UN on Saudi Khashoggi ruling: Punishment doesn’t fit the crime

The Committee to Protect Journalists and other press freedom activists hold a candlelight vigil in front of the Saudi Embassy to mark the anniversary of the killing of journalist Jamal Khashoggi at the kingdom’s consulate in Istanbul, in Washington, US, October 2, 2019. (Photo by Reuters)

The United Nations has condemned the disproportion between a Saudi court ruling on the 2018 assassination of dissident journalist Jamal Khashoggi and the enormity of the crime.

"This is case where there has not been proper transparency in the justice process, those responsible should be prosecuted and given sentences commensurate with the crime," UN Spokesman Rupert Colville told a Geneva briefing on Tuesday.

"There is a whole issue of transparency and accountability in the case," he added, a day after a Saudi court sufficed to jailing eight people for between seven and 20 years over the atrocity.

Khashoggi was killed and dismembered at the Saudi Consulate in Istanbul on October 2 2018 after entering the premises to collect documents for a planned wedding.

The Washington Post, for which he was a columnist, reported in November 2018 that the CIA had concluded that Saudi Crown Prince Mohammed bin Salman had personally ordered his killing by a hit squad at the consulate.

The victim used to critique bin Salman’s policies, including the deadly war the kingdom is leading against its impoverished southern neighbor Yemen.

Khashoggi’s family ironically pardoned the alleged perpetrators four months before the ruling.

Khalil Jahshan, from the Arab Center in Washington, DC, a friend of the Khashoggi family, told Al Jazeera, “According to legal practice in Saudi Arabia, the family has a right to commute any sentence, and the family has issued such a declaration - most probably under duress. I don't think it was done freely, knowing the family."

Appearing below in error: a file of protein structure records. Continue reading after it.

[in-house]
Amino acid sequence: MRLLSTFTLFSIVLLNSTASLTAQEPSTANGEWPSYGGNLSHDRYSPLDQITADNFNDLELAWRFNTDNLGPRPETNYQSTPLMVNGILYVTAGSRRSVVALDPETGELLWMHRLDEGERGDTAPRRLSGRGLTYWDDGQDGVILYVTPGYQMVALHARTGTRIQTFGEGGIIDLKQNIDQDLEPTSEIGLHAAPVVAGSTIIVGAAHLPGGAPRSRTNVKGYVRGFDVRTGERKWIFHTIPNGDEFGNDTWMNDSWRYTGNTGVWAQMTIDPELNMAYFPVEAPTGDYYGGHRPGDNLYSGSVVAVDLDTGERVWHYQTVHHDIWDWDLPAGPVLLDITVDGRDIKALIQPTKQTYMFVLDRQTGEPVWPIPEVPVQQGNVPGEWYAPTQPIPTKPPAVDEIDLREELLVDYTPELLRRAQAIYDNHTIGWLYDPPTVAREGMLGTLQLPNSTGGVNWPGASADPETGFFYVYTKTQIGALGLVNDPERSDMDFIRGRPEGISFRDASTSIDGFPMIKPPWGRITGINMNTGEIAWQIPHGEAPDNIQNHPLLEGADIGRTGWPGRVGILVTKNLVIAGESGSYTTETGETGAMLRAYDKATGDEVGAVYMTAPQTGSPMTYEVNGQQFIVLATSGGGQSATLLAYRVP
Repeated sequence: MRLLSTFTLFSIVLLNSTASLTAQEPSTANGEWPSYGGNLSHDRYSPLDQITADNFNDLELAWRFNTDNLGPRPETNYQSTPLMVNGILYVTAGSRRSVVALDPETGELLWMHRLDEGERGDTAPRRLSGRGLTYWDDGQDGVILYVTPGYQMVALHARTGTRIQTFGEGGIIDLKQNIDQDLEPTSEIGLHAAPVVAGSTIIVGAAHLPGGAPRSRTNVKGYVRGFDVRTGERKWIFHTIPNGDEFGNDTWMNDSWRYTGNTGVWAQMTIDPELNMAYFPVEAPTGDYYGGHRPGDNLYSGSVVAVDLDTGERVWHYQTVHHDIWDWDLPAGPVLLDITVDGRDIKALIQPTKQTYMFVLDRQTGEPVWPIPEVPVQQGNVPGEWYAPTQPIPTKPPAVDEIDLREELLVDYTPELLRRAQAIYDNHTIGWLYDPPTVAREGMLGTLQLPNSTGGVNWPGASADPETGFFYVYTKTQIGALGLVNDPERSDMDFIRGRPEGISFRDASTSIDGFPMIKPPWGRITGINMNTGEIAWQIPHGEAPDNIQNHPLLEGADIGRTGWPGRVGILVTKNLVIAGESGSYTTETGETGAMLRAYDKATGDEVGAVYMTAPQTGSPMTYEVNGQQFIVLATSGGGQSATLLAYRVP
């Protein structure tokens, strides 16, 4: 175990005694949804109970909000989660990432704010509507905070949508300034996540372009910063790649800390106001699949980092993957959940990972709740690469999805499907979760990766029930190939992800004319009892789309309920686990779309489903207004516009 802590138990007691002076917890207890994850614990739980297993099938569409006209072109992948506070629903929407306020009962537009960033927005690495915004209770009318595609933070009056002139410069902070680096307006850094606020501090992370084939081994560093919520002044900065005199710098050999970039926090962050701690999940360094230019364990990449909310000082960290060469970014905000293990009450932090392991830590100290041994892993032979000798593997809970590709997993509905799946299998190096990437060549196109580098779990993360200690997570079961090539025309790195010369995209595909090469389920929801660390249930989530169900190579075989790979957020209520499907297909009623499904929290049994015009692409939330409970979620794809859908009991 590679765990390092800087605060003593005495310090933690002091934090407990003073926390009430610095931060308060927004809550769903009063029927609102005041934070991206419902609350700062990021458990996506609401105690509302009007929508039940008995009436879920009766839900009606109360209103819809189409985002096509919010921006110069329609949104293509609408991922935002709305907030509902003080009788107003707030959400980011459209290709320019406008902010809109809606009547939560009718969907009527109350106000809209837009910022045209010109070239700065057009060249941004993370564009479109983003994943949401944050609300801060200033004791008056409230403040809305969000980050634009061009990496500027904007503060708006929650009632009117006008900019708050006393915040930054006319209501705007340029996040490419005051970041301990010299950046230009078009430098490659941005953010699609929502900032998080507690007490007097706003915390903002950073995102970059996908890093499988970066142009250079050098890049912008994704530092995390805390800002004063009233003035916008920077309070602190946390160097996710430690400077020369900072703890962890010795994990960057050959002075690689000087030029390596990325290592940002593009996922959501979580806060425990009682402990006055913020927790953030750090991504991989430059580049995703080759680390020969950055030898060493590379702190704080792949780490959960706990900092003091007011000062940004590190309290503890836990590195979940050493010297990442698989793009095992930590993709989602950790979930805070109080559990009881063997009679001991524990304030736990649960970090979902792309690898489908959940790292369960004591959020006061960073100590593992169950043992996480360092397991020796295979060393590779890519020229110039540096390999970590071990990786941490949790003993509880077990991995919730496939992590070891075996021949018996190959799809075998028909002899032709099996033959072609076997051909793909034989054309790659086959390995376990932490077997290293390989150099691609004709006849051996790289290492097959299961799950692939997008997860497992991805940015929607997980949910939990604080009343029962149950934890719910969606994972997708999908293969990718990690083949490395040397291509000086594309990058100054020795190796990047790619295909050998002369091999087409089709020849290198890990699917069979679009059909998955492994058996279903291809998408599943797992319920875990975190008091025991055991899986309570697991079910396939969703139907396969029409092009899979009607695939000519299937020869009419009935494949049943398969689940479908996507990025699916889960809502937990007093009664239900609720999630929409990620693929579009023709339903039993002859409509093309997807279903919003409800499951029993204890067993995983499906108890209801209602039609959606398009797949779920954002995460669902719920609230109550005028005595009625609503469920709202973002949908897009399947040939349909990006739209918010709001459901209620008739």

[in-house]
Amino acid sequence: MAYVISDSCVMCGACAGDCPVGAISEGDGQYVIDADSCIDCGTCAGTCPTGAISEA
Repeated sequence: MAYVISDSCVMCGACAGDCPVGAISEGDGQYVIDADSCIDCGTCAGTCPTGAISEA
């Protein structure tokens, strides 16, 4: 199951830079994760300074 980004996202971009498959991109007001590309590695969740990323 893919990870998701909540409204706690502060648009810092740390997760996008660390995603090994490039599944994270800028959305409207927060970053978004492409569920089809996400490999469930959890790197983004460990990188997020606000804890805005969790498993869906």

He noted the Saudi Prosecutor's Office has said that the ruling "closes the case forever," while the critic’s body was still missing.

US intervention

Observers say the crown prince, who, himself, has acknowledged that the murder took place “under my watch,” would not have been able to avoid accountability for the crime without the United States’ support.

Some analysts say letting the royal get away scot-free would require a payback from Riyadh, speculating that the Saudi kingdom would normalize its relations with Israel as a token of appreciation.

According to Israel’s Ha’aretz paper, bin Salman, in order to endear himself with the US after the killing, has been allowing the Zionist regime to attain the status of an intermediary between the Arab world and Washington.

Last month, the United Arab Emirates and Israel announced a deal that laid the groundwork for full normalization of their relations. The US-brokered agreement was met with uniform condemnation from all Palestinian factions, who called it a "stab in the back" of the Palestinians and sheer betrayal of their cause.

Saudi Arabia and Bahrain next opened their airspaces to UAE-Israel flights.

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